Last year, I started wondering about how it would be if I would be with a girl. At the end of the school year, I decided that I was bisexual. For me, I just want to find that one person I can't live without and if that happens to be with a woman, I'd be perfectly fine wit that. Lately, I guess I don't know how to act on this?.. I have liked a couple of girls, but I didn't know what to do. Honestly, how do I know if I really like guys or girls? I've never been with anyone. So sometimes I start to question what I'm really attracted to and such.. I'm I just making this all up in my head? Also, only a couple of my good friends know that I consider myself bisexual. I want to open up to all of my friends, I just don't want them to act different around me. I definitely don't feel comfortable talking to my family about any of this. I know they wouldn't understand. I just wish things could be more clear for me. I'm tired of trying to figure out who I am.
Dear Confused, You say that you want to find someone that you can’t live without. You say that you have liked girls in the past but you don’t know what to do with your feelings. Charlie hears that because you haven’t “been with anyone”, you question if you’re attracted to guys or girls. You wonder if you’re making this up in your head. You say that only your good friends know that you consider yourself bisexual and that you would like to let your other friends know. Yet you worry about them treating you differently. Charlie will try to address each of your concerns. It is natural to feel attraction to others and desire a partner. Charlie hears that this may be particularly distressing for you because you wonder if you like guys or girls. Charlie has consulted my friends at the Counseling Center and they say that attraction is not a simple answer of liking one gender or the other. They encourage you to think about attraction as being on a continuum, where your feelings range from low to high attraction towards guys AND towards girls. Charlie suggests that you see it as a journey where it’s okay that you may not have all the answers yet. It is natural to question your attraction to others and wonder about what to do with your feelings. When you’re ready, Charlie encourages you to try dating the person you’re attracted to in order to find out if you would like to have a relationship with him/her. You may want to initiate getting to know the person by letting him/her know of your romantic interest. If you do this, you could be rejected, but he/she could also return your romantic interest. You don’t have control over how others respond, but you do have a choice about initiating a dating relationship. Charlie hears that you don’t feel comfortable telling family because they may not understand. Charlie wonders if you also worry about your friends not understanding or being accepting. It is possible that if you let your other friends know that you identify as bisexual, some of them may act differently around you. However, whom you tell is your choice as well as when and how you will tell them. Charlie encourages you to reach out to the friends you already know for support as you struggle with your questions and as you open up to other friends. If you find that you need more than support from people who are close to you, you may consider seeking group or individual therapy at the Counseling Center. Charlie knows from his friends at the Counseling Center that they offer a Safe Haven support group. This group provides a safe space for students who are exploring their sexual orientation to learn to understand and accept themselves as well as those around them. If interested in either group or individual counseling, please call 285-1736 to set up an intake appointment. Hoping this helps you to feel less confused, Charlie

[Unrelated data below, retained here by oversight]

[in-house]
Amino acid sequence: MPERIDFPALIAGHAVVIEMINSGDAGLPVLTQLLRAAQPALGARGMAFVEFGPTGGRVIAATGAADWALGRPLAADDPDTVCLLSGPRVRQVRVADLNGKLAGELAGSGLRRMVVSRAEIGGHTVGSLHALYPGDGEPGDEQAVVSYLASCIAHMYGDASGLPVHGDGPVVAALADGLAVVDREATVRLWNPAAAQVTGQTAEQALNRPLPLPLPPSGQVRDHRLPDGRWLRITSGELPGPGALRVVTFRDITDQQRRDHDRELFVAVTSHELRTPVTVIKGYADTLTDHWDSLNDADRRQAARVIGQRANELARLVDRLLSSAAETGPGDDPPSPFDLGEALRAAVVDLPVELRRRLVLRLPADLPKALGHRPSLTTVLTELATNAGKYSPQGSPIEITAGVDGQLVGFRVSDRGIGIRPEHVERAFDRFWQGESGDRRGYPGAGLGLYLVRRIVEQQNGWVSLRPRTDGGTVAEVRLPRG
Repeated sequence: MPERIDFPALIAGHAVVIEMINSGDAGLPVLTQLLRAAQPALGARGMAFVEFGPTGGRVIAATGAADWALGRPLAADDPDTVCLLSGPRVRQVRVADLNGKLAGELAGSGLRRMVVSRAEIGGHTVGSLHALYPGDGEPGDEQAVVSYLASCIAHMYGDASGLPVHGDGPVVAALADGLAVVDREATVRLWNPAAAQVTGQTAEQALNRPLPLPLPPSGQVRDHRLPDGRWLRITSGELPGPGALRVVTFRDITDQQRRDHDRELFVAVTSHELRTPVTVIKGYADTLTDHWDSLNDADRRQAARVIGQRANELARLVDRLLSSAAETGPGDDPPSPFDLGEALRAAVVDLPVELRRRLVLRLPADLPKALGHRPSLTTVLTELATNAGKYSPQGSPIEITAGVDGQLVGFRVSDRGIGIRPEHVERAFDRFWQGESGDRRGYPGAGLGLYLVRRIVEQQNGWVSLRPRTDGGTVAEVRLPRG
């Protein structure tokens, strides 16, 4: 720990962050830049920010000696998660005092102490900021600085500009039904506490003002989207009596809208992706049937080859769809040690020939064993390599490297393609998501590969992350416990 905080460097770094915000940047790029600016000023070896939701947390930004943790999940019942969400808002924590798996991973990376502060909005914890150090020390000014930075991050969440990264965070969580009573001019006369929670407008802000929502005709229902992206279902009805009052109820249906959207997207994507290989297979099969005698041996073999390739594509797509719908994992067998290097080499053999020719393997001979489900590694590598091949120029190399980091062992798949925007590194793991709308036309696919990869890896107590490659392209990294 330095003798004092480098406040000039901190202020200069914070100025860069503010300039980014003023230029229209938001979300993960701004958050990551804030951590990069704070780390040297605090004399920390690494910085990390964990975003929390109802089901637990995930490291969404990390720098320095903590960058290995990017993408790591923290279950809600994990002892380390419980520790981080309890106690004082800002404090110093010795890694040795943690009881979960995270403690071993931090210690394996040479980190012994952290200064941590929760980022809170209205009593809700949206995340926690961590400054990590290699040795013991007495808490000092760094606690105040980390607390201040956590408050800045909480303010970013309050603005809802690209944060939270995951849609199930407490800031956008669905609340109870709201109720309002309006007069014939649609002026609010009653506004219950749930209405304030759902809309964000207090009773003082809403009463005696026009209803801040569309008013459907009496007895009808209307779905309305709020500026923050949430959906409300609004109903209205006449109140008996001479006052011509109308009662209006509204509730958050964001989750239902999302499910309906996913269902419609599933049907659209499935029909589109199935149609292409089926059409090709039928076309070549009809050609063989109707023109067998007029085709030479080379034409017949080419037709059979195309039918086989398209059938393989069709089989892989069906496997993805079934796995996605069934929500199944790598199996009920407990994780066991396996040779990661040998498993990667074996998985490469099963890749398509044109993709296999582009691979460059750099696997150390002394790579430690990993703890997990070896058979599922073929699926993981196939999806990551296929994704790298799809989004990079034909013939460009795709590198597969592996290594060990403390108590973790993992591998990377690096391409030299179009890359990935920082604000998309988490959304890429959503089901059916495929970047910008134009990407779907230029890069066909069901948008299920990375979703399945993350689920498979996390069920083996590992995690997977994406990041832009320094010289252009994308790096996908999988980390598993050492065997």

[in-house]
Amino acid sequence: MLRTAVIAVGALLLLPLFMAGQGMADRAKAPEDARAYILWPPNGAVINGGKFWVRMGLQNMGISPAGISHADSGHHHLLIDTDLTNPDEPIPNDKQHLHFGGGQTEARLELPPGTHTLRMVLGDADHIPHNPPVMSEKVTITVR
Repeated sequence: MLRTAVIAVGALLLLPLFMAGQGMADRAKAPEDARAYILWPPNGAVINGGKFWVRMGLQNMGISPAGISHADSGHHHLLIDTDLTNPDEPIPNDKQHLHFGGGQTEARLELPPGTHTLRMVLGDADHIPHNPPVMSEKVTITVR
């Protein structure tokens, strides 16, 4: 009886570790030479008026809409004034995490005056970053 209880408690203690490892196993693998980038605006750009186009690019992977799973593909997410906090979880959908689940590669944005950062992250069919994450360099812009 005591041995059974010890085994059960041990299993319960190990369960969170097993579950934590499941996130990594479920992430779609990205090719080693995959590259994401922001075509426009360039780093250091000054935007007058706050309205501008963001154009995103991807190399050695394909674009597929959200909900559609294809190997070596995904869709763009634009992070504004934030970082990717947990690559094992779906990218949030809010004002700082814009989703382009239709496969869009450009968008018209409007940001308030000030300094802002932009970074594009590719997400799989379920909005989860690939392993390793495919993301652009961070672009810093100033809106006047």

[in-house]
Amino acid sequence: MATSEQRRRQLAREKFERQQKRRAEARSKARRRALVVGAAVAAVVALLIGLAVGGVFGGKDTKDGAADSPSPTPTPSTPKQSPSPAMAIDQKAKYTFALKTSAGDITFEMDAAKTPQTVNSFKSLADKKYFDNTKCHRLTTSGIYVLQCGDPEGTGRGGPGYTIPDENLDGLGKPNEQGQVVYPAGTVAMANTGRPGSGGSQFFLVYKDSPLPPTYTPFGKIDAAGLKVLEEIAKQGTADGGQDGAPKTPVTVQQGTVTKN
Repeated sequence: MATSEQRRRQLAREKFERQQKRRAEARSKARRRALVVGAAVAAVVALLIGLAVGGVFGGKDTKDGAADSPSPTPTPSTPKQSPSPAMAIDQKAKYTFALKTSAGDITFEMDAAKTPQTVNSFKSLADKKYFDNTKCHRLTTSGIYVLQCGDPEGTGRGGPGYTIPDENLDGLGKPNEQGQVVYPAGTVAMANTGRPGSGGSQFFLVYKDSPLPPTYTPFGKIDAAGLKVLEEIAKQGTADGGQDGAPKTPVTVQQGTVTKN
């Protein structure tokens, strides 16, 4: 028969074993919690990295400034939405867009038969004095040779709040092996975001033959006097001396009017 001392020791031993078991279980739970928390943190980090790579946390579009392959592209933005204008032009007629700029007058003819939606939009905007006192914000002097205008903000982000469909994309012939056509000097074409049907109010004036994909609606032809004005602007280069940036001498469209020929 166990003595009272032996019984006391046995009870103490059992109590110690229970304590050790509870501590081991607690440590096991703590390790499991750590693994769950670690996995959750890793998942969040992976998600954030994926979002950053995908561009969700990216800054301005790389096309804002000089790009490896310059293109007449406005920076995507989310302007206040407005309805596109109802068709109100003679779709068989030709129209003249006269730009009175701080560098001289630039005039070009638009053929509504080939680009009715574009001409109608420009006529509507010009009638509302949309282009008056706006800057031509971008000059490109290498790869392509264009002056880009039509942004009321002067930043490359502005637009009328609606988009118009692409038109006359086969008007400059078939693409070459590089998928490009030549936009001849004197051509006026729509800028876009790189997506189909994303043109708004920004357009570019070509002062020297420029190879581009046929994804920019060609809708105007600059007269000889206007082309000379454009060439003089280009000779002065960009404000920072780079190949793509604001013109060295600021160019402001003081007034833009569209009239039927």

Copyright © 2013 Ball State University 2000 W. University Ave. Muncie, IN 47306
800-382-8540 and 765-289-1241